Saturday, March 3, 2012



The development of better screens with higher resolution and adoption of tablets for reading devices both lead to fonts playing an increasingly important role in how writing and information is displayed. The range of fonts and typefaces that are available can be overwhelming to the uninitiated. Abusing typefaces can also lead to poor reading or sometimes misrepresentation of information. Here are some tips for choosing fonts.
Main Classifications
There are four main categories of font: serifs, sans serifs, decorative typefaces and scripts. Each has it’s own use and misuse, and it is worth understanding each.
Sans Serifs
These are quite common, especially on the Internet. Popular san serifs are Arial, Verdana, Tahoma and Helvetica. They are really easy to visually see in a range of sizes, and are particularly useful for conveying information. However, their minimalism means they lack emotion and connection with the reader.
These are fonts with tiny finishing strokes added to the characters. These small flourishes are great for large amounts of text content as the arcs from the finishing strokes visually assist reading the text. They also feel important and have an air of professionalism, making them great for business correspondence. The most common serif font is Times New Roman, but others examples include Georgia and Garamond.

Script and Decorative Fonts
The last two categories are less important as they are not commonly used in day to day text. Script typefaces replicate handwriting or calligraphy. Common script typefaces are Monotype Corsiva and Lucinda Handwriting. They are the masters of invitation correspondence, but little else. They are not used often as they either invoke over formality, or ironic informality.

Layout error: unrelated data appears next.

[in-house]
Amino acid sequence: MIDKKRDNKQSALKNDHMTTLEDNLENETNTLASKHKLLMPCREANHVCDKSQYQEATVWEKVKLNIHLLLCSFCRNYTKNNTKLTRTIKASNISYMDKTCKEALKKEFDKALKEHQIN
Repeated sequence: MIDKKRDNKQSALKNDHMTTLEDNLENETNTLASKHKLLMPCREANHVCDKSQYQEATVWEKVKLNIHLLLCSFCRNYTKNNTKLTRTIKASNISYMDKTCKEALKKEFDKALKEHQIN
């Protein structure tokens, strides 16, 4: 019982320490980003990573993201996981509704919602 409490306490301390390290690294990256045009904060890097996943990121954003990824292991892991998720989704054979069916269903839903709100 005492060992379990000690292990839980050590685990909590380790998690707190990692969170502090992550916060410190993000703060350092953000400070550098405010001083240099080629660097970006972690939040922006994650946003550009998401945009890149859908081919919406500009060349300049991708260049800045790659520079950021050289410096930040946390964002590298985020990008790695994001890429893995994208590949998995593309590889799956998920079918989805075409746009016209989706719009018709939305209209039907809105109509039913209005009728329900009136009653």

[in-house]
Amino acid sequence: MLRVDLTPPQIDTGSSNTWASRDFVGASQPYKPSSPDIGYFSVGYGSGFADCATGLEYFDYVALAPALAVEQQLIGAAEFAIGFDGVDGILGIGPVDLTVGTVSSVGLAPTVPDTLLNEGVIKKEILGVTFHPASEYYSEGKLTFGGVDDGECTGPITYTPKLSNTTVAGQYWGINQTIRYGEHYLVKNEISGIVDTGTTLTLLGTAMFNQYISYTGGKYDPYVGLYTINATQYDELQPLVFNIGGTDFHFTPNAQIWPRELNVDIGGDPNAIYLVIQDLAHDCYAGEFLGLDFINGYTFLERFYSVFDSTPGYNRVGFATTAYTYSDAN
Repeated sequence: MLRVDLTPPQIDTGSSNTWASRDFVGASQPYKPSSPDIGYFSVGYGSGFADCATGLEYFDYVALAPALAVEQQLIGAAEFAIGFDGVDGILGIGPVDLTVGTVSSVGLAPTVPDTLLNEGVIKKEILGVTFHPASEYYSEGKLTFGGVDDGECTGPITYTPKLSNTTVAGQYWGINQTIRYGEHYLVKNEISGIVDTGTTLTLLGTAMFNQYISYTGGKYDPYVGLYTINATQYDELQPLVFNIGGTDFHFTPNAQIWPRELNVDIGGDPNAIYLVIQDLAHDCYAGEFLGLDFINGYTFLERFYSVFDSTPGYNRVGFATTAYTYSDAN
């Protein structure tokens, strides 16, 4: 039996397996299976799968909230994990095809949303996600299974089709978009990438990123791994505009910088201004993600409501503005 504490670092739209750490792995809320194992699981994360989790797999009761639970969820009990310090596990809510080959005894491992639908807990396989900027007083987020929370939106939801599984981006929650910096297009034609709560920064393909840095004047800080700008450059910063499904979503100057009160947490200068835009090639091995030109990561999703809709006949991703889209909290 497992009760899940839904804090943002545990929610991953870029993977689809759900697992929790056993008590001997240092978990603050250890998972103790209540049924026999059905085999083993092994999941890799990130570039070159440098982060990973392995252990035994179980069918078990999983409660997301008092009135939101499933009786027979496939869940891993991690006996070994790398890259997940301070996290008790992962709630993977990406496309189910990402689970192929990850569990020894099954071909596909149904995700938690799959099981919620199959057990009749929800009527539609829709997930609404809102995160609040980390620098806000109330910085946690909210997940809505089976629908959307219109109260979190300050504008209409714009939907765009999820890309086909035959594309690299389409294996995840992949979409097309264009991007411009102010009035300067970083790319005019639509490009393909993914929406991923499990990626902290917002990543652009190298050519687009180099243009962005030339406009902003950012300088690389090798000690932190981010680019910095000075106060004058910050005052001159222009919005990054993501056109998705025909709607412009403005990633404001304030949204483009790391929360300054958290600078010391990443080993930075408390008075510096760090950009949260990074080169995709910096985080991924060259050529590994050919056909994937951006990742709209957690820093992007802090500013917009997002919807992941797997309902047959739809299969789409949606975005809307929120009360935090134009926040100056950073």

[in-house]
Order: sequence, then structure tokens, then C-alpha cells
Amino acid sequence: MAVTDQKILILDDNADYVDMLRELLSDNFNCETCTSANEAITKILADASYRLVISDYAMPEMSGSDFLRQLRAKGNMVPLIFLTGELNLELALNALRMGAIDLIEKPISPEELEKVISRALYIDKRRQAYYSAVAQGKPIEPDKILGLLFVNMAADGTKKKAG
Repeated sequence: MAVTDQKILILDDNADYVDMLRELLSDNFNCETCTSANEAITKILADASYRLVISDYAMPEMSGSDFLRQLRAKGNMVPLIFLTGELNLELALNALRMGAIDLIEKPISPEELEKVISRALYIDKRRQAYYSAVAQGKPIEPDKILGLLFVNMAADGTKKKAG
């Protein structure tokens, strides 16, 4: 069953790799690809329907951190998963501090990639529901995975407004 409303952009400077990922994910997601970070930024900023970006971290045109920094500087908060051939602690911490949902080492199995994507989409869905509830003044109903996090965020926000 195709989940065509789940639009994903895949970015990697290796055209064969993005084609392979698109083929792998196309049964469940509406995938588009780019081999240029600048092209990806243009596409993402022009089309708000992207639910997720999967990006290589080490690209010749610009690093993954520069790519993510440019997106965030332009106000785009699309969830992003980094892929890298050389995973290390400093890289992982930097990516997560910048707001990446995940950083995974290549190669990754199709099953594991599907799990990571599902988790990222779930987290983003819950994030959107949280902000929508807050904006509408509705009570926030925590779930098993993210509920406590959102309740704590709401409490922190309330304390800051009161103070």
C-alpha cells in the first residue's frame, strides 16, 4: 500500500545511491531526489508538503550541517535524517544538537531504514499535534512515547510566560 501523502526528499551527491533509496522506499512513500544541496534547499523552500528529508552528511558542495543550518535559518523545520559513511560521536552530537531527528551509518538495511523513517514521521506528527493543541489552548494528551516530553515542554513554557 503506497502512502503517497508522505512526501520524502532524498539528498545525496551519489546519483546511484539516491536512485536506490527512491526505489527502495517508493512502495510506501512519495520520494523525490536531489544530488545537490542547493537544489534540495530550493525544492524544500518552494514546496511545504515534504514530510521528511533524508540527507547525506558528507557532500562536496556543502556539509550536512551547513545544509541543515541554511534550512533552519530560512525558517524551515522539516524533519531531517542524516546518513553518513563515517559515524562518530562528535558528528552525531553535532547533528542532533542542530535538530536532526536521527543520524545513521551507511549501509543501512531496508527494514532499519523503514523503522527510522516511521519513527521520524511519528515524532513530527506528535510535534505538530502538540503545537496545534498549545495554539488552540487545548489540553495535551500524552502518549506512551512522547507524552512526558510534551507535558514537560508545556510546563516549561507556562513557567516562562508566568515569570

Decorative fonts are quite unusual and unique looking fonts that are used for design effect or style. They can also invoke a time, place or emotion. They are distracting, so not used for the body of content, and can easily be overused.
Common practices
For most online content, the common practice is to use a sans serif for the body content, while a sans serif is used for headings and titles. Strangely, the opposite practice is used for the printed page.
The reason for this difference is contrasting opinions over the readability of serif typefaces. Studies have shown that readability is increased through the use of serifs. However, other studies suggest that this might be due to what we are used to seeing in print, rather than the nature of the font.
Further styling can be added to the font in order to provide more information about intent and context of the written piece. This can be in the form of bolding or italicising, or adding color.
Improving the delivery of content
Understanding fonts and typefaces can have a useful impact on the delivery of your content. A report which is sent to a client written in the comic sans font is not going to get the same attention as one written in Verdana, regardless of the content.

It is therefore important to understand some of the basics and the merits of each font. That way, the delivery of the content can be re-enforced by how it is presented, right down to the letter.

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